Acupuncture for Premenstrual Syndrome - PMS

Most Common Symptoms of PMS

PMS or premenstrual syndrome is an assemblage of symptoms that appear in women 2 weeks before the commencement of the periods each month, but the symptoms differ from person to person and is extremely difficult to categorize and analyze.
Physical Symptoms:                                      
  • Bloating
  • Breast Pain
  • Abdominal Cramps
  • Lower Back Pain
  • Muscle and Joint Pain
  • Headache
Psychological Symptoms:
  • Mood Swings
  • Anxiety
  • Irritability and crying
  • Tiredness
  • Restlessness
  • Appetite Changes
  • Confusion and Forgetfulness

PMS and dysmenorrhea (menstrual cramps) are certainly common reasons for seeking treatment with acupuncture and moxibustion, as these holistic methods tend to be very effective and safe options for most women. Chinese medicine and acupuncture have enjoyed a rich history in treating gynecological issues. Even today, many women turn to this style of treatment for numerous female health concerns. PMS and cramping usually respond very well to treatment. The key is to give it sufficient time before discerning if it is working for you. Women younger than 25 typically respond very quickly to acupuncture , while women in their 30’s and 40’s may need to be a bit more patient. This is because the time frame of progress is usually based on how long one’s symptoms have been present. The longer they have been there, the longer treatment tends to take. Even in worst case scenarios (long-term and severe symptoms), you can still expect that overall health should improve greatly within 2 months of weekly treatment.

Both PMS and cramping are generally attributed to an underlying liver imbalance that is based on qi (energy) and blood stagnation. The liver is responsible for balanced circulation throughout the body; cramping pain and PMS are signs that the blood has congealed and qi has become stuck. The primary cause of liver qi and blood stagnation is emotional in nature and is specifically related to the suppression of anger and frustration. When you feel stuck in your life and your creative resources are thwarted, the natural byproducts are anger and frustration. The continued attachment to these emotions makes us feel stuck on all levels. Thus, the body will mirror to us this stagnation by impairing the circulation of qi and blood through the liver meridian. This, in turn, causes pain, mood swings, and further emotional upset.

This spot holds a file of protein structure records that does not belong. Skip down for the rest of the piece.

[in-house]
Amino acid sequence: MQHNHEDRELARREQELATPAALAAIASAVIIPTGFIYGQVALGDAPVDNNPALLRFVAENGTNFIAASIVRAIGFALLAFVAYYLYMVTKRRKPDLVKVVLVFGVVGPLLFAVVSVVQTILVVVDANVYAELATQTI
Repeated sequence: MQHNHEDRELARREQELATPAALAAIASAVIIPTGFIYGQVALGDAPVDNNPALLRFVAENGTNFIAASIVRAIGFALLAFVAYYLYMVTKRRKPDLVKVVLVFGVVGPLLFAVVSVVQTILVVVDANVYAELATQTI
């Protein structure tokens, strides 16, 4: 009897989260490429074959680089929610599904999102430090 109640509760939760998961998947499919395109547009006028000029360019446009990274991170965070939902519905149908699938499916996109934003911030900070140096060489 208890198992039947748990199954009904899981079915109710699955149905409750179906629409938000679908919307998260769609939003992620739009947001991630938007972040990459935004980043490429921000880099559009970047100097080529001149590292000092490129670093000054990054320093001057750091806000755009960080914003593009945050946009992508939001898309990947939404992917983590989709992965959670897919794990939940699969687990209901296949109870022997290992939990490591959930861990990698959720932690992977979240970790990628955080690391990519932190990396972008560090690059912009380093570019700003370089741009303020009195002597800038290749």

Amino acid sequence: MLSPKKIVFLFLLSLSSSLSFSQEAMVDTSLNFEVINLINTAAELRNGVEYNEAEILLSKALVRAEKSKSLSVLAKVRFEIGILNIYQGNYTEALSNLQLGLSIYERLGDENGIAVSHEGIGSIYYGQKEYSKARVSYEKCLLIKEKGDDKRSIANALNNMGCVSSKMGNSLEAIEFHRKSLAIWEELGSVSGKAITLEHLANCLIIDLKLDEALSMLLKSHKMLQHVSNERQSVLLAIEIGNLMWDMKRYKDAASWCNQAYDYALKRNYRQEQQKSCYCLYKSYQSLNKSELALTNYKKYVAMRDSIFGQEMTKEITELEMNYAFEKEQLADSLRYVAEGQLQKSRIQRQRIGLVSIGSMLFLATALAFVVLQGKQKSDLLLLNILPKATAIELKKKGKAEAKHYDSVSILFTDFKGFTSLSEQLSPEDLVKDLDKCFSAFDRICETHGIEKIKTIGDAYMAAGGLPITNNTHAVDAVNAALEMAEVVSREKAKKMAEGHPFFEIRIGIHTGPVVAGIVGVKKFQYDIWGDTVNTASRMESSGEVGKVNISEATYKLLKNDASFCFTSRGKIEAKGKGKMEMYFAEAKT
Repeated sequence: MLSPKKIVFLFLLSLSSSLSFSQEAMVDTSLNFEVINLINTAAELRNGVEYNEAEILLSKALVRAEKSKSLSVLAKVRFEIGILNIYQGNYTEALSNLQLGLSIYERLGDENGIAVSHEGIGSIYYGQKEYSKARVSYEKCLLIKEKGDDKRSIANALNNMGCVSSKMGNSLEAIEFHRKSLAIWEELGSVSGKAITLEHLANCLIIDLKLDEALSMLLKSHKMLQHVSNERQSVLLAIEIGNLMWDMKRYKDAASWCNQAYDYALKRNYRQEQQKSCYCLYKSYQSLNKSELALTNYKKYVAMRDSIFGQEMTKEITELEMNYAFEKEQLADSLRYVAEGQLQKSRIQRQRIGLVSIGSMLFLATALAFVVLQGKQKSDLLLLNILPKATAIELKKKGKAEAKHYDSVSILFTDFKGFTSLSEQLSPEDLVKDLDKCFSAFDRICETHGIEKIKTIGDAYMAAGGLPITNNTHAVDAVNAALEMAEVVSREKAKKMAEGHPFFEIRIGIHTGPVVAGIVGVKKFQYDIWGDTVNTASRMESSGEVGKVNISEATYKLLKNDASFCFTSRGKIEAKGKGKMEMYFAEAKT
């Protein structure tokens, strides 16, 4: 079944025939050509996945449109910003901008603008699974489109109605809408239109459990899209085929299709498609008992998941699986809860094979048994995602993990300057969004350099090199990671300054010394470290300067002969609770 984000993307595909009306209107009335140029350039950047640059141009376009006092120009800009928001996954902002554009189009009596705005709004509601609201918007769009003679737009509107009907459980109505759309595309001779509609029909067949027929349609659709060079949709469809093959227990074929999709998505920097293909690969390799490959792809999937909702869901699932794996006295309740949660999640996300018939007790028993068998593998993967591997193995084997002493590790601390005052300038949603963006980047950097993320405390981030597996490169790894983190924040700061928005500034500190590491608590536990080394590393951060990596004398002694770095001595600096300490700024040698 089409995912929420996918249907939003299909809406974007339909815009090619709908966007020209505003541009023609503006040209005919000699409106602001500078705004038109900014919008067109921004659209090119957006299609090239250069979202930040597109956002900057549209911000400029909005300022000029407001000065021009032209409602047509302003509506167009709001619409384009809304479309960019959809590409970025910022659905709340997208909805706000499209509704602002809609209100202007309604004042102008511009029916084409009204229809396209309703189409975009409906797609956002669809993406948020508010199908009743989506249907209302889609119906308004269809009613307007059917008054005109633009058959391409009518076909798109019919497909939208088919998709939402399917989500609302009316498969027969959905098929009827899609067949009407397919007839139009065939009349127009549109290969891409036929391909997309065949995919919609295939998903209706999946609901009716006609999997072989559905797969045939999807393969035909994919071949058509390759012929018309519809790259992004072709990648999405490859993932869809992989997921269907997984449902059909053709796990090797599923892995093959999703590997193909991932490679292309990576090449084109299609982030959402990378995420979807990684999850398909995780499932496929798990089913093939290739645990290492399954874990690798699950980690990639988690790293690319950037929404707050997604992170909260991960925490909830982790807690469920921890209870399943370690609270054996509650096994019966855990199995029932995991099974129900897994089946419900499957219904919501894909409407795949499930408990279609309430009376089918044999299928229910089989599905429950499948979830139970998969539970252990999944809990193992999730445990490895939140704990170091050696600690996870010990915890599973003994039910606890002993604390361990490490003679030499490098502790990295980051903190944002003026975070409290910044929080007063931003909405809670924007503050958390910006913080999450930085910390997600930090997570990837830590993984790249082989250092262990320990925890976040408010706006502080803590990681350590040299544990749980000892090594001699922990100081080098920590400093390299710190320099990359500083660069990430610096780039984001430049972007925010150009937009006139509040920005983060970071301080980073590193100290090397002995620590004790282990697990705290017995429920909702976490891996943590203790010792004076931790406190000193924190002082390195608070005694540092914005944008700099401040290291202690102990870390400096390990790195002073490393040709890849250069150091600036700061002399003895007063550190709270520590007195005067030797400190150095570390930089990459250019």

Liver blood stagnation that causes cramping can also be caused by abuse at the onset of menses. Whether it is sexual, physical, or verbal abuse, such external reinforcements can easily cause our blood circulation to shut down as a protective mechanism against the injurious circumstance. Many women with severe and prolonged cramping have confided that they were once abused. When we tell them that their menstrual imbalances are probably related to this, many of them intuitively recognize this as true, which is the first step in initiating the healing process.

Many women have resigned themselves to simply putting up with these uncomfortable symptoms every month. They simply think that this is normal and that there is no treatment available for it. When we tell them that acupuncture and moxibution work very well, many do not believe me until they start to see miraculous changes in their cycles. They no longer feel like the world is ending and they are no longer doubled over in pain for 3 days; How could this be? Well, this is actually one of the easier conditions to treat since acupuncture excels at moving stuck qi and blood. Needles disperse energy and promote circulation. That is their primary function. By harmonizing the flow of qi in the liver meridian, order is restored the woman’s body and mind. Along with acupuncture, here are a few herbs and supplements that will help too. It is always best to pursue natural treatments under the guidance of a skilled practitioner. With that said, consider the following:

Chinese Herbs